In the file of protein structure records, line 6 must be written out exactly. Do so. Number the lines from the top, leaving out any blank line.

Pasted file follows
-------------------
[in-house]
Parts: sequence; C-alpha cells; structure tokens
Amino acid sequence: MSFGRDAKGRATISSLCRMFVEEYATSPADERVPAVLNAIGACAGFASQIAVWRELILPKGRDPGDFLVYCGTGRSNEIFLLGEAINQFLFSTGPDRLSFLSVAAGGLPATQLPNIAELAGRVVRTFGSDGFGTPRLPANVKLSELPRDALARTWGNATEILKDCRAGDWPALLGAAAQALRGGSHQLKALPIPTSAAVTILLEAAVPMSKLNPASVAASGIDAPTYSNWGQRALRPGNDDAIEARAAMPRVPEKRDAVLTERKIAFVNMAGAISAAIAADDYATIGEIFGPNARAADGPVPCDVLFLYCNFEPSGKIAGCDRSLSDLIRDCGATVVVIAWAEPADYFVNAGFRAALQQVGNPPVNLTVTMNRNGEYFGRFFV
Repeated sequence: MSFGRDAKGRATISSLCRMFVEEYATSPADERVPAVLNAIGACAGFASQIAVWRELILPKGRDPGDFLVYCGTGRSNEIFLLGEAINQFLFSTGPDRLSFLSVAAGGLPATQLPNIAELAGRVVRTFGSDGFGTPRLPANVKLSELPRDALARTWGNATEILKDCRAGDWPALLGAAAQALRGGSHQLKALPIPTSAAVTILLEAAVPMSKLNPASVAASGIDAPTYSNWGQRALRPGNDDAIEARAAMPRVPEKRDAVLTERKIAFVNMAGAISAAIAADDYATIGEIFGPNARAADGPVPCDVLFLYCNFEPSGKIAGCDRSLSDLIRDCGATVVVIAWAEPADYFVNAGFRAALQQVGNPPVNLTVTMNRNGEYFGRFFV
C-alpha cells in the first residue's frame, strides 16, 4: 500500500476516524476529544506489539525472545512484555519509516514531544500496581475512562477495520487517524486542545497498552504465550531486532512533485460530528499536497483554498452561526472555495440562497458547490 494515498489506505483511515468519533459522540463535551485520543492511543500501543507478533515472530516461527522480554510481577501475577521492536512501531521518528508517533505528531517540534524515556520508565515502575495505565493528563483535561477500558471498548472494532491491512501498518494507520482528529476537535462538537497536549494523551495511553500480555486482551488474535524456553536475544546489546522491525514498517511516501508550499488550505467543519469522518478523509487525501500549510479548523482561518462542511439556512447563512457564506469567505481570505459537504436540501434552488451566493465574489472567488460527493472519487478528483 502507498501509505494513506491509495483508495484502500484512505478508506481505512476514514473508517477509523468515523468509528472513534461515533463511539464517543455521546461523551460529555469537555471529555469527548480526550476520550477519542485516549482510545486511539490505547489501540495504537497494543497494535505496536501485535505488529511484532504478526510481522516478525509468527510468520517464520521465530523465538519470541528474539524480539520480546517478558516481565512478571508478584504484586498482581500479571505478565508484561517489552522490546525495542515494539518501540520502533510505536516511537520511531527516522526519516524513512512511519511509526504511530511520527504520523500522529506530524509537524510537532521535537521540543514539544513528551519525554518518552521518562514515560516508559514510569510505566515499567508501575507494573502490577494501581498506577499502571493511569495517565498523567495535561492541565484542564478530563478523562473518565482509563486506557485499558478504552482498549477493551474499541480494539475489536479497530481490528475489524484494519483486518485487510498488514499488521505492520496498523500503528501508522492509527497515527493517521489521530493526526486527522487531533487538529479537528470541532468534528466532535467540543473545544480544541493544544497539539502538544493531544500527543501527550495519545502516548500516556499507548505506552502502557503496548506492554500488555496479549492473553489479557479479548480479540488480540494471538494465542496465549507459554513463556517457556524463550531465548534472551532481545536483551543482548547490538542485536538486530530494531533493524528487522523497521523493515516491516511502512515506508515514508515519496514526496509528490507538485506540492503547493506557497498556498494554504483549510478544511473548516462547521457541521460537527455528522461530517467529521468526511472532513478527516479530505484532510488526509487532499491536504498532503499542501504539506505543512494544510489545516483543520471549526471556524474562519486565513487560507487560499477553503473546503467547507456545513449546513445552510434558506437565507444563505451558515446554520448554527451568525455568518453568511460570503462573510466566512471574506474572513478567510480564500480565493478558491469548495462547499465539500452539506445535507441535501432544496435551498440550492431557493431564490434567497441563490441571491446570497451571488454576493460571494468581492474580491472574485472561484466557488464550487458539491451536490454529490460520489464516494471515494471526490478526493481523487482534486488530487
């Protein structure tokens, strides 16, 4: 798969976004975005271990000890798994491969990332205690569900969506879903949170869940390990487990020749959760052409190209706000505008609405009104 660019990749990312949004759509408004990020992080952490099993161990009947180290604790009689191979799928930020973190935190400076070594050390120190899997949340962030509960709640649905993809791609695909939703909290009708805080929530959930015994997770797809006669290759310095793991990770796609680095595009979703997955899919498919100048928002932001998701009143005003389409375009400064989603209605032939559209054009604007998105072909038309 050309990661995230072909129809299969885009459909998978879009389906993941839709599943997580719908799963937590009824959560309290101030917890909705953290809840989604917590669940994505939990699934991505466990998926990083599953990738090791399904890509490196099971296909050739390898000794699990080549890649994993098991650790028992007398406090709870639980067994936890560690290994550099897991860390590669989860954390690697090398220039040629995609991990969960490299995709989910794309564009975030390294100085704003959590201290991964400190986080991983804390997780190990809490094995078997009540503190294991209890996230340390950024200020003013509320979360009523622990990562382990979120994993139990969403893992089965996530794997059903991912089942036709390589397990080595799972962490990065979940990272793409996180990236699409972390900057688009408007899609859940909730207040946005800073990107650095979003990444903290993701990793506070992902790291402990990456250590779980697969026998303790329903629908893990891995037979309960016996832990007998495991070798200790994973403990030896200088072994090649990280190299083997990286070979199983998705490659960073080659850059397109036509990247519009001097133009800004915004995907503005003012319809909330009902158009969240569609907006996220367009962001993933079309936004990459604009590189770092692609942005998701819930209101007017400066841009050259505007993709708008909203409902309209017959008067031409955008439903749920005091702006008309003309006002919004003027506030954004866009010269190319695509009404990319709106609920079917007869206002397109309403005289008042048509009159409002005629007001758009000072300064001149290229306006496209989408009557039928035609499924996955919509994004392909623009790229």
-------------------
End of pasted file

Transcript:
């Protein structure tokens, strides 16, 4: 798969976004975005271990000890798994491969990332205690569900969506879903949170869940390990487990020749959760052409190209706000505008609405009104 660019990749990312949004759509408004990020992080952490099993161990009947180290604790009689191979799928930020973190935190400076070594050390120190899997949340962030509960709640649905993809791609695909939703909290009708805080929530959930015994997770797809006669290759310095793991990770796609680095595009979703997955899919498919100048928002932001998701009143005003389409375009400064989603209605032939559209054009604007998105072909038309 050309990661995230072909129809299969885009459909998978879009389906993941839709599943997580719908799963937590009824959560309290101030917890909705953290809840989604917590669940994505939990699934991505466990998926990083599953990738090791399904890509490196099971296909050739390898000794699990080549890649994993098991650790028992007398406090709870639980067994936890560690290994550099897991860390590669989860954390690697090398220039040629995609991990969960490299995709989910794309564009975030390294100085704003959590201290991964400190986080991983804390997780190990809490094995078997009540503190294991209890996230340390950024200020003013509320979360009523622990990562382990979120994993139990969403893992089965996530794997059903991912089942036709390589397990080595799972962490990065979940990272793409996180990236699409972390900057688009408007899609859940909730207040946005800073990107650095979003990444903290993701990793506070992902790291402990990456250590779980697969026998303790329903629908893990891995037979309960016996832990007998495991070798200790994973403990030896200088072994090649990280190299083997990286070979199983998705490659960073080659850059397109036509990247519009001097133009800004915004995907503005003012319809909330009902158009969240569609907006996220367009962001993933079309936004990459604009590189770092692609942005998701819930209101007017400066841009050259505007993709708008909203409902309209017959008067031409955008439903749920005091702006008309003309006002919004003027506030954004866009010269190319695509009404990319709106609920079917007869206002397109309403005289008042048509009159409002005629007001758009000072300064001149290229306006496209989408009557039928035609499924996955919509994004392909623009790229």